Classical Guitar Position Lesson: How to Sit, Hold, and Position a Classical Guitar. This lesson includes photos, diagrams, and video lessons with multiple camera angles. It’s a reference and guideline for how to sit and hold a classical guitar but there are many small variables and personal adjustments to make. Everyone’s body is different so you’ll have to experiment to see what works for you within the guidelines given.
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Guitar size, chair, and footstool/support – Make sure you have the right size guitar for yourself. Guitars come in all sizes and if you are extra short or small you might consider a short-scale guitar. The chair you use should be tall enough that you don’t bend your legs too much but can still have your right foot flat on the ground. You’ll also want an adjustable footstool or guitar support.
Here’s the YouTube Lesson Link if you want to watch the video there.
Guitar Position with a Footstool
Headstock Level, Angel, Contact Points
Instructions for the Classical Guitar Position
Headstock Position – The headstock should be around eye level or above. There are many variables in this so it’s all approximate and depends on the player. Modern players and those with guitar supports sometimes have it above eye level.
Guitar Angle – The guitar should be at a 45 degree angle or steeper. Again, there are many variables here and many modern players hold the guitar at a steeper angle which generally brings the headstock closer to your head.
The guitar contacts the body at the following points – 1. Very lightly on the chest. 2. On the right forearm in front on the elbow. 3. On the right thigh (if using a guitar support the support contacts). 4. On the left thigh.
- Sit up straight with your head and spine in alignment. Do not lean to one side or the other.
- Sit on the forward edge of the chair.
- The guitar/guitar neck is at a 45 degree angle or steeper.
- The headstock of the guitar should be approximately at eye level. Experiment with the height of the footstool or support so the headstock is around eye level or higher.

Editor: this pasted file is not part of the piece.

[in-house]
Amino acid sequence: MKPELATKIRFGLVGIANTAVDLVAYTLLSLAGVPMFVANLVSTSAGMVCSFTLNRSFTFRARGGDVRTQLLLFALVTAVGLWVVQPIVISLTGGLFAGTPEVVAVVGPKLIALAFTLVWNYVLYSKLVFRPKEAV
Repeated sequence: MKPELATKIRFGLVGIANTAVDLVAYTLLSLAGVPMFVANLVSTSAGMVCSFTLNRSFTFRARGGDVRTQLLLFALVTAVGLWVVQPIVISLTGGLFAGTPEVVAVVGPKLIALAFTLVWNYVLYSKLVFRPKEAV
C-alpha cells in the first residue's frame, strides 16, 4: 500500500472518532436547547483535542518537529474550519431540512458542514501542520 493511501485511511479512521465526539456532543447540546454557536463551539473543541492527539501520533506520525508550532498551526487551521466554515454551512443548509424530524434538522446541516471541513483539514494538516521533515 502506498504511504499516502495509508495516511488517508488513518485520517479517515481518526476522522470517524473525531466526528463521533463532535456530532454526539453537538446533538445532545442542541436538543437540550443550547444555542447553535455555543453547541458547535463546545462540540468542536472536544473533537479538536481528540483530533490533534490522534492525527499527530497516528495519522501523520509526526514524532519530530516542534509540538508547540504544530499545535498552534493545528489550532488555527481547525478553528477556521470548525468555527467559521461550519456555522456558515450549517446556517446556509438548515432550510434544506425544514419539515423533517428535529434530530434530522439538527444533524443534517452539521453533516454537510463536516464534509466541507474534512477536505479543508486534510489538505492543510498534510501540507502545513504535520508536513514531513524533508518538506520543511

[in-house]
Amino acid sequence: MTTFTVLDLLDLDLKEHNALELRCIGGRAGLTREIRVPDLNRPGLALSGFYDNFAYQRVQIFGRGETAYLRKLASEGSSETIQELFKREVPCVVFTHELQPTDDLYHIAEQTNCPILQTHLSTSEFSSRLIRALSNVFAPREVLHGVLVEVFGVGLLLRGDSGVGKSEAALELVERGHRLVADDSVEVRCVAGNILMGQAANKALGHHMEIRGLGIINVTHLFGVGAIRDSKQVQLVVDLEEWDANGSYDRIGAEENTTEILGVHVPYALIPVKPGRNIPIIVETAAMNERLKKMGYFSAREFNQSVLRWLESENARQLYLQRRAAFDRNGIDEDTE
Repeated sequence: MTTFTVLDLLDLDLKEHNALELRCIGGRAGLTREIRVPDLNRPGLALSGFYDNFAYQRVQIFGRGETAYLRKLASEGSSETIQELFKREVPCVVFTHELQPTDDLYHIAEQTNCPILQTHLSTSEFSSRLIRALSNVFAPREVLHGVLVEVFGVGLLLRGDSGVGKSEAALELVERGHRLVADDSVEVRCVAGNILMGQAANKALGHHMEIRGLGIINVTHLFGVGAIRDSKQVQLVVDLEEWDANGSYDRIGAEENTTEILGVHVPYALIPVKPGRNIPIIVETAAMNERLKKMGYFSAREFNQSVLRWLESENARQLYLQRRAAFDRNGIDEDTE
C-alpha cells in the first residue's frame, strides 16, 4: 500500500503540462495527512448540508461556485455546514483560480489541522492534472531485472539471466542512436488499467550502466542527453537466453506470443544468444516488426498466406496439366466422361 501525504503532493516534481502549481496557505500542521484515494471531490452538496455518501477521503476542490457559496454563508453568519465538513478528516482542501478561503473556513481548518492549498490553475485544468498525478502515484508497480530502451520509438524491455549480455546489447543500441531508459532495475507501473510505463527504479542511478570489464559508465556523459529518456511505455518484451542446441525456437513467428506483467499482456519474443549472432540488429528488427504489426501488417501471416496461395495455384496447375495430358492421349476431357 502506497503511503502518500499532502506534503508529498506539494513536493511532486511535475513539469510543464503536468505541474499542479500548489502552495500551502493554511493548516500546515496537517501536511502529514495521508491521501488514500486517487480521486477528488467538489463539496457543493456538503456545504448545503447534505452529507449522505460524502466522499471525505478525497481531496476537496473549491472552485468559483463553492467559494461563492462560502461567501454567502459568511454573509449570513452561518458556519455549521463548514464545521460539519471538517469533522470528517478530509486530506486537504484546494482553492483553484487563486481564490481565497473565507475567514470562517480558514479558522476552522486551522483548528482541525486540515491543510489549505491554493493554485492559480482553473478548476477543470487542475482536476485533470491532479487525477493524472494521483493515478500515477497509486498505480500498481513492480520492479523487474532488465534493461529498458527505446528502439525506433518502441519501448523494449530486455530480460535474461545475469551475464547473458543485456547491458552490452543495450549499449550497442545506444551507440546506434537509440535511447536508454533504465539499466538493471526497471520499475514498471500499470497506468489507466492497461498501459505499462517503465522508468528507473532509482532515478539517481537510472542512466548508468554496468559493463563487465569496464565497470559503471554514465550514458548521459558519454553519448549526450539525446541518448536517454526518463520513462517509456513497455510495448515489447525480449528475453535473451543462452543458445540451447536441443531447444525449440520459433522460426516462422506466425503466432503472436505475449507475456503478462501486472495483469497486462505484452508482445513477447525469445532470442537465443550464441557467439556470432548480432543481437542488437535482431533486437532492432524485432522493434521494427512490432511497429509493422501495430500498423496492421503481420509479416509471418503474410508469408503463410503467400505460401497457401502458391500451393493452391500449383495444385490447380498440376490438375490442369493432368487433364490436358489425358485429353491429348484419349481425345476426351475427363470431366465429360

- The left foot is raised with the footstool, the right foot is on the ground. With a guitar support both feet will be flat on the ground.
- Align your centre of gravity by keeping your head, neck, and spine aligned.
- Relax and align your shoulders. Carefully check that one shoulder isn’t raised more than the other.
Position with the ErgoPlay Guitar Support
The picture below shows the classical guitar position while using an ErgoPlay Troster Guitar Support. All the same tips apply except both feet are flat on the ground. You can see my reviews of guitar supports here.
Position with the GuitarLift Support
The picture below shows the classical guitar position while using the GuitarLift Guitar Support.
Position with the Gitano Support
How to look at your left hand
The above picture is from the player’s perspective. So, this is how the left hand should look from your eyes when holding the guitar. Many beginners have trouble maintaining alignment because they want to look at the entire fretboard and their left hand. Instead of leaning the guitar back to see the frets or contorting your body, you can tell where your left hand fingers are based on the top of the frets and your fingernails. You’ll learn to trust your left hand in regards to which string you are one but this is enough of a view to see what fret you are playing.
Q&A Follow-up Questions
Q&A Lesson: Classical Guitar Position Follow-up. Thanks to all my Patreon supporters who submitted questions. You can visit my Support Page if you enjoy these and want to help out. Here’s the YouTube link if you want to watch the video there.